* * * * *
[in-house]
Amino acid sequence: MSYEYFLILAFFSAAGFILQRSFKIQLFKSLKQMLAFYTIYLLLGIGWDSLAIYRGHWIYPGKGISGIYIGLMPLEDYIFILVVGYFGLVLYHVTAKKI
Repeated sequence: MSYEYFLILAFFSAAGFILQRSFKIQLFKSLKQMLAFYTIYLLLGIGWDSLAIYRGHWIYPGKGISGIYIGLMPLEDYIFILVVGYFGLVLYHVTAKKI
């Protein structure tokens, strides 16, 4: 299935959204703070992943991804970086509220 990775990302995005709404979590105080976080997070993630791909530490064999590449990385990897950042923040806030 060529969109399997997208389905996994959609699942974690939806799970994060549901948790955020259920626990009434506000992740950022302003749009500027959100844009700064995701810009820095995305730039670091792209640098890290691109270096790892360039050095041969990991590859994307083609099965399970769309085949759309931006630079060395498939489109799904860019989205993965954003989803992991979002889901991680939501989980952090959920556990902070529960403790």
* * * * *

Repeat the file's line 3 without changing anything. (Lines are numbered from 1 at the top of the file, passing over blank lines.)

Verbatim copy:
Repeated sequence: MSYEYFLILAFFSAAGFILQRSFKIQLFKSLKQMLAFYTIYLLLGIGWDSLAIYRGHWIYPGKGISGIYIGLMPLEDYIFILVVGYFGLVLYHVTAKKI